Wednesday, May 19, 2010

The joys of pureeing

I LOVE that Harlie is eating by mouth each day. In a "typical" day, she gets four oral feedings, which I think is great. She had another stellar day today, eating a total of 18.75 ounces!!! She set the bar pretty high with that 20 ounce day a few days ago. I have to try to remember not to push her too hard. It's just not realistic to think that she can do that - or better - each day.

But, as much as I love the progress, I HATE pureeing food. I really hate it. It's a royal pain in the butt. It is very time consuming. Especially since I am in the early stages of learning. 

Some foods need to be strained after pureeing (like berries). Some foods have to be cooked first (and I HATE cooking) and then cooled, and then pureed.  Geez, I'm tired just talking about it!

It is taking a lot of trial and error to figure out how much liquid to add to achieve the right consistency. I know that probably sounds ridiculous. I'm sure you're thinking, "how hard could that be?"  Well, I'm glad you asked.  Here's what I mean...

Put the stuff in the blender.
Put the top on the blender.
Turn the blender on.
The blender doesn't move all the food.
Turn off the blender.
Open the top, stick a wooden spoon in to move it around.
Add more liquid.
Put the top on.
Turn the blender on.
Repeat this process about 10 times.  No kidding. 

I don't mind pureeing peaches or pears. They are pretty easy. You don't have to stick a wooden stick into the blender for those.  But, I'm not allowed to limit her diet to peaches and pears.  Bummer.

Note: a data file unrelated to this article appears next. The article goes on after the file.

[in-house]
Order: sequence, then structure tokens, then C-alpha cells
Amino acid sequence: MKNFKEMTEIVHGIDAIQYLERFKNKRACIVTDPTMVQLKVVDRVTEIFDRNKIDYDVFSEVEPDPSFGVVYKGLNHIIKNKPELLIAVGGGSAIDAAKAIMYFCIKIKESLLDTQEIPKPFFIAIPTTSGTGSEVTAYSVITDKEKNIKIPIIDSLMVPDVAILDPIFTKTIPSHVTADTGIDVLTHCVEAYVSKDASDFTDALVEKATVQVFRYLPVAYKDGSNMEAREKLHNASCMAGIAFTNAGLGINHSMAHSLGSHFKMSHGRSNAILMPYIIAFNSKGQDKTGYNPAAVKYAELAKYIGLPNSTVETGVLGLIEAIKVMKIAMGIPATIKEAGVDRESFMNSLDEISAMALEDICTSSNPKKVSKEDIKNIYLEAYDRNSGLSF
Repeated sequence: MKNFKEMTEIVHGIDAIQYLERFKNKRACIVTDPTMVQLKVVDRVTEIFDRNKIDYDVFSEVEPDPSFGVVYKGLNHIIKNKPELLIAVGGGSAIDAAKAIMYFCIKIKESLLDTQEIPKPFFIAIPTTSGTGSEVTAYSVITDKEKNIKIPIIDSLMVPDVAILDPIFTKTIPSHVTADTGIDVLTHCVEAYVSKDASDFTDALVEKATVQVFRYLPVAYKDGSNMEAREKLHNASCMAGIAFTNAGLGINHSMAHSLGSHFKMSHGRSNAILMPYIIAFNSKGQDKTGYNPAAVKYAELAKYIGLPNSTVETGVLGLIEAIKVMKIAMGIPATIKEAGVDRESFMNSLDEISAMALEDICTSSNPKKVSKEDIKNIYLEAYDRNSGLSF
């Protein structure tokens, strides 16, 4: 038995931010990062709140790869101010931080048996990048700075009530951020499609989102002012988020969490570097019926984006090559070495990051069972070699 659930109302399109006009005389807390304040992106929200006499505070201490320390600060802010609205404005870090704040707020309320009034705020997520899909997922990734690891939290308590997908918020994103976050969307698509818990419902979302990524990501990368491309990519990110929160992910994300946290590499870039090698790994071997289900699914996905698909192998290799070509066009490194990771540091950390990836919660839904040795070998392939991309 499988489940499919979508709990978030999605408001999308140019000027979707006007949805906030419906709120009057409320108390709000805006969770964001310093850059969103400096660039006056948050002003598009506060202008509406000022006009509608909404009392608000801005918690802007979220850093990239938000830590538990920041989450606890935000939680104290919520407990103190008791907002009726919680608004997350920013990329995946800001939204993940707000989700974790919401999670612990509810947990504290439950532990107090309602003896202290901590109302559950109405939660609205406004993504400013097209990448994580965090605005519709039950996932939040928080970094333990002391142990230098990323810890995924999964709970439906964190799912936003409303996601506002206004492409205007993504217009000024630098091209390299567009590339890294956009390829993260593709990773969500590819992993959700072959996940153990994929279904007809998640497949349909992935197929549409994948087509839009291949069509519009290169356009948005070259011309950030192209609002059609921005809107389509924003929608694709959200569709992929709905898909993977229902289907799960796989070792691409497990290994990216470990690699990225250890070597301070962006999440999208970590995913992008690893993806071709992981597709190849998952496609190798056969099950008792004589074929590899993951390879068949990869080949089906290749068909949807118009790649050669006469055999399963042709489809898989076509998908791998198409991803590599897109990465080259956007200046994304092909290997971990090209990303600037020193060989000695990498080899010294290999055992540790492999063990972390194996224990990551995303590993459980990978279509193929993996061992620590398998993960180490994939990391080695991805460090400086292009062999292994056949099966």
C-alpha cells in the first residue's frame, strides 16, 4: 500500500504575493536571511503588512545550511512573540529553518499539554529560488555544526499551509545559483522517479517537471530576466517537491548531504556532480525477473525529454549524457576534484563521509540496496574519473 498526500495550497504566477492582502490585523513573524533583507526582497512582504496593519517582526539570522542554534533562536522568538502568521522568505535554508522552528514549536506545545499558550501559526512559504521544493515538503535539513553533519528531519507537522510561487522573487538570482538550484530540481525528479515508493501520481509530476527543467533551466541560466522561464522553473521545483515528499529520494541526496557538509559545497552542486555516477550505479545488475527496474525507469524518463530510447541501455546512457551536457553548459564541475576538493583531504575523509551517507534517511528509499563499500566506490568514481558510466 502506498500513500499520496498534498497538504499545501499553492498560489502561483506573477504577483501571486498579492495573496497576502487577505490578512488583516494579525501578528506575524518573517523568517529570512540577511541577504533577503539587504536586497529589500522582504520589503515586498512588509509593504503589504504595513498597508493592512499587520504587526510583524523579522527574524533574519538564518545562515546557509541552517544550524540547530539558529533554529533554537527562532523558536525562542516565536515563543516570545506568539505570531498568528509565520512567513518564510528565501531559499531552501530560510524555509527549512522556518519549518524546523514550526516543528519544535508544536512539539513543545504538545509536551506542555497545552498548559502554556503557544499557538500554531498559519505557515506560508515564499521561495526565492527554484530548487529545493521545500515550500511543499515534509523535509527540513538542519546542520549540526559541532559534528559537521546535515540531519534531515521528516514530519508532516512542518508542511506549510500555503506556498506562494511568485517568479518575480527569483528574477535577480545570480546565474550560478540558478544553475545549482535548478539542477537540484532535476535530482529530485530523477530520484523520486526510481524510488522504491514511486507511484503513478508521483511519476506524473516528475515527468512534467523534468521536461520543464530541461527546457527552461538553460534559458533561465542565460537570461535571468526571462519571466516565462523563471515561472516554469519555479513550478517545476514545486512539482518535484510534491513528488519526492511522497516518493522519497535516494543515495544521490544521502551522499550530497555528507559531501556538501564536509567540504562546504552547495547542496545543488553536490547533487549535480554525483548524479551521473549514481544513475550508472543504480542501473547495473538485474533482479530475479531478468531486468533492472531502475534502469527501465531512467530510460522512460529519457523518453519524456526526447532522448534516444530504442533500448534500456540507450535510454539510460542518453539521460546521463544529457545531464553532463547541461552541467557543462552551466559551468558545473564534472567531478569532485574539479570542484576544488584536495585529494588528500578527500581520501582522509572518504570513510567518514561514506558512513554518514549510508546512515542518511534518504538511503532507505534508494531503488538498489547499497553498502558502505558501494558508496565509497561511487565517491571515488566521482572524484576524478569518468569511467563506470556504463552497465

Mistakes I've made:

Bought the very large can of yams.
Opened the can, poured the juice into a separate container (it is easier to add liquid than it is to remove it)
Poured the entire can (did I mention it was the very large size?) into the blender at once.
Repeated the process detailed above until I added all the juice after all, and then a whole lot more. Mental note to self, starches need a bunch of liquid or it just turns into concrete.
Yams were overflowing the blender, so I had to pour some into a separate container so I could mix half at a time.

Do you have any idea what kind of mess this makes?  The day I pureed the yams, I also pureed some other foods, too.  My kitchen was unrecognizable!    

Another mistake I made was trying to puree a bag of frozen fruit.  I don't know if I've mentioned it, but I'm not much of a planner.  So, when it came down to feeding time, I looked in the freezer, realized I didn't have any peaches or pears - but saw the bag of mixed fruit.  Great, I thought.  Um, yeah, not so great.  Mental note to self, let frozen fruit thaw before attempting to puree.  

We added fruit juice and water until it FINALLY moved with ease in the blender. And by the time I sat down to feed her, I was holding a bowl of JUICE, not pureed fruit.  So, I threw it away and started over.  Never gettin' those 30 minutes back...

Messes do not discriminate and are not limited to the actual pureeing.  Here's a mess I made heating up some frozen pureed peas.